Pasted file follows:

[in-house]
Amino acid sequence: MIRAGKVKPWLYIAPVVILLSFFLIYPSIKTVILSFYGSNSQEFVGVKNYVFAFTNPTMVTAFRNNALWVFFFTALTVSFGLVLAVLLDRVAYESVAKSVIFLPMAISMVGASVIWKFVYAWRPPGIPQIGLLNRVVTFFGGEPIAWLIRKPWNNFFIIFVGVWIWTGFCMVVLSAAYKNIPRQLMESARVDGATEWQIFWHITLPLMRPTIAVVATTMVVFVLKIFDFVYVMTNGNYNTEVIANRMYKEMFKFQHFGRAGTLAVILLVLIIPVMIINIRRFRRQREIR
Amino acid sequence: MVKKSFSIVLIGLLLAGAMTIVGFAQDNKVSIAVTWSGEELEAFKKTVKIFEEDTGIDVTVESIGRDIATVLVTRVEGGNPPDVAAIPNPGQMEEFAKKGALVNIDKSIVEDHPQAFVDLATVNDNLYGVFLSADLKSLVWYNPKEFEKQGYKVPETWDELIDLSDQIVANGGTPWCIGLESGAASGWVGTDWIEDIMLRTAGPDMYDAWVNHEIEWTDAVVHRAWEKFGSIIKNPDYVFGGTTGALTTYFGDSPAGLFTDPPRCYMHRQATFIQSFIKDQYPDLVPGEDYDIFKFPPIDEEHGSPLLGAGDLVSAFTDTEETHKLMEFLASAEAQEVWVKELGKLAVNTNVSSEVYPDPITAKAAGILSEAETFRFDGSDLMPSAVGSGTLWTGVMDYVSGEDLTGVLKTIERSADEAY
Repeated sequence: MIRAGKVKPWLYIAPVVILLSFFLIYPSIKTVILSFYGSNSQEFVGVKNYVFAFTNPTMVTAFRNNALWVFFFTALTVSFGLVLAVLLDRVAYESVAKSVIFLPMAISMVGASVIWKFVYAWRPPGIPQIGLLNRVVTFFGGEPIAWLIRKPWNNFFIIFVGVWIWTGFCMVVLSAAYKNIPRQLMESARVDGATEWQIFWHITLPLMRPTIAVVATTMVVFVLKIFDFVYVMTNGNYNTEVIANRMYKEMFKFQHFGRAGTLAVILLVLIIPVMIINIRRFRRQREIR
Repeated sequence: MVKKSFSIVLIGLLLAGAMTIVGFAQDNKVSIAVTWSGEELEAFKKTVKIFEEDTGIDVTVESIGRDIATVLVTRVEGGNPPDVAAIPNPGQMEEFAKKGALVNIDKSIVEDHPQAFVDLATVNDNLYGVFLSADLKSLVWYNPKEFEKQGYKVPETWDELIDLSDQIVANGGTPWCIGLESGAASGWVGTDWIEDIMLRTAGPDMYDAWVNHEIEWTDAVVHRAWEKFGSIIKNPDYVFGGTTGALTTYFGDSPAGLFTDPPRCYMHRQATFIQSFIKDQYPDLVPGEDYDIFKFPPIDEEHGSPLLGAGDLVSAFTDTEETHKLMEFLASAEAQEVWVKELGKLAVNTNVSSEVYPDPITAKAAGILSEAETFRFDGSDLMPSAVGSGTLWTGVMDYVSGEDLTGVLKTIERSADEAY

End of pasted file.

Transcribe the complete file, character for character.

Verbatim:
[in-house]
Amino acid sequence: MIRAGKVKPWLYIAPVVILLSFFLIYPSIKTVILSFYGSNSQEFVGVKNYVFAFTNPTMVTAFRNNALWVFFFTALTVSFGLVLAVLLDRVAYESVAKSVIFLPMAISMVGASVIWKFVYAWRPPGIPQIGLLNRVVTFFGGEPIAWLIRKPWNNFFIIFVGVWIWTGFCMVVLSAAYKNIPRQLMESARVDGATEWQIFWHITLPLMRPTIAVVATTMVVFVLKIFDFVYVMTNGNYNTEVIANRMYKEMFKFQHFGRAGTLAVILLVLIIPVMIINIRRFRRQREIR
Amino acid sequence: MVKKSFSIVLIGLLLAGAMTIVGFAQDNKVSIAVTWSGEELEAFKKTVKIFEEDTGIDVTVESIGRDIATVLVTRVEGGNPPDVAAIPNPGQMEEFAKKGALVNIDKSIVEDHPQAFVDLATVNDNLYGVFLSADLKSLVWYNPKEFEKQGYKVPETWDELIDLSDQIVANGGTPWCIGLESGAASGWVGTDWIEDIMLRTAGPDMYDAWVNHEIEWTDAVVHRAWEKFGSIIKNPDYVFGGTTGALTTYFGDSPAGLFTDPPRCYMHRQATFIQSFIKDQYPDLVPGEDYDIFKFPPIDEEHGSPLLGAGDLVSAFTDTEETHKLMEFLASAEAQEVWVKELGKLAVNTNVSSEVYPDPITAKAAGILSEAETFRFDGSDLMPSAVGSGTLWTGVMDYVSGEDLTGVLKTIERSADEAY
Repeated sequence: MIRAGKVKPWLYIAPVVILLSFFLIYPSIKTVILSFYGSNSQEFVGVKNYVFAFTNPTMVTAFRNNALWVFFFTALTVSFGLVLAVLLDRVAYESVAKSVIFLPMAISMVGASVIWKFVYAWRPPGIPQIGLLNRVVTFFGGEPIAWLIRKPWNNFFIIFVGVWIWTGFCMVVLSAAYKNIPRQLMESARVDGATEWQIFWHITLPLMRPTIAVVATTMVVFVLKIFDFVYVMTNGNYNTEVIANRMYKEMFKFQHFGRAGTLAVILLVLIIPVMIINIRRFRRQREIR
Repeated sequence: MVKKSFSIVLIGLLLAGAMTIVGFAQDNKVSIAVTWSGEELEAFKKTVKIFEEDTGIDVTVESIGRDIATVLVTRVEGGNPPDVAAIPNPGQMEEFAKKGALVNIDKSIVEDHPQAFVDLATVNDNLYGVFLSADLKSLVWYNPKEFEKQGYKVPETWDELIDLSDQIVANGGTPWCIGLESGAASGWVGTDWIEDIMLRTAGPDMYDAWVNHEIEWTDAVVHRAWEKFGSIIKNPDYVFGGTTGALTTYFGDSPAGLFTDPPRCYMHRQATFIQSFIKDQYPDLVPGEDYDIFKFPPIDEEHGSPLLGAGDLVSAFTDTEETHKLMEFLASAEAQEVWVKELGKLAVNTNVSSEVYPDPITAKAAGILSEAETFRFDGSDLMPSAVGSGTLWTGVMDYVSGEDLTGVLKTIERSADEAY